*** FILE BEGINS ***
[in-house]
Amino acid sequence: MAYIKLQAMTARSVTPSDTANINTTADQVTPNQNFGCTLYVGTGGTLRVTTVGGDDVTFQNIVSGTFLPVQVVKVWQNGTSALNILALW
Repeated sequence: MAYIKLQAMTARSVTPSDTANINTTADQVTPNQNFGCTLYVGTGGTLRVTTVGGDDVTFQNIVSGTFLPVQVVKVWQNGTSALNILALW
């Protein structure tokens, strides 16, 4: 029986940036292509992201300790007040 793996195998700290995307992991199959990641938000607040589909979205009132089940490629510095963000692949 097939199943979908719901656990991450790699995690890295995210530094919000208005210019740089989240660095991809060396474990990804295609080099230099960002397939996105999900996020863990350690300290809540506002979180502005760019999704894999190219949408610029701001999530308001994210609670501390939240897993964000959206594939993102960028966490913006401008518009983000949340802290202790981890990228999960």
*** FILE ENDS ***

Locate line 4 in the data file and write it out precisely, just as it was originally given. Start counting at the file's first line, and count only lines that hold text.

């Protein structure tokens, strides 16, 4: 029986940036292509992201300790007040 793996195998700290995307992991199959990641938000607040589909979205009132089940490629510095963000692949 097939199943979908719901656990991450790699995690890295995210530094919000208005210019740089989240660095991809060396474990990804295609080099230099960002397939996105999900996020863990350690300290809540506002979180502005760019999704894999190219949408610029701001999530308001994210609670501390939240897993964000959206594939993102960028966490913006401008518009983000949340802290202790981890990228999960």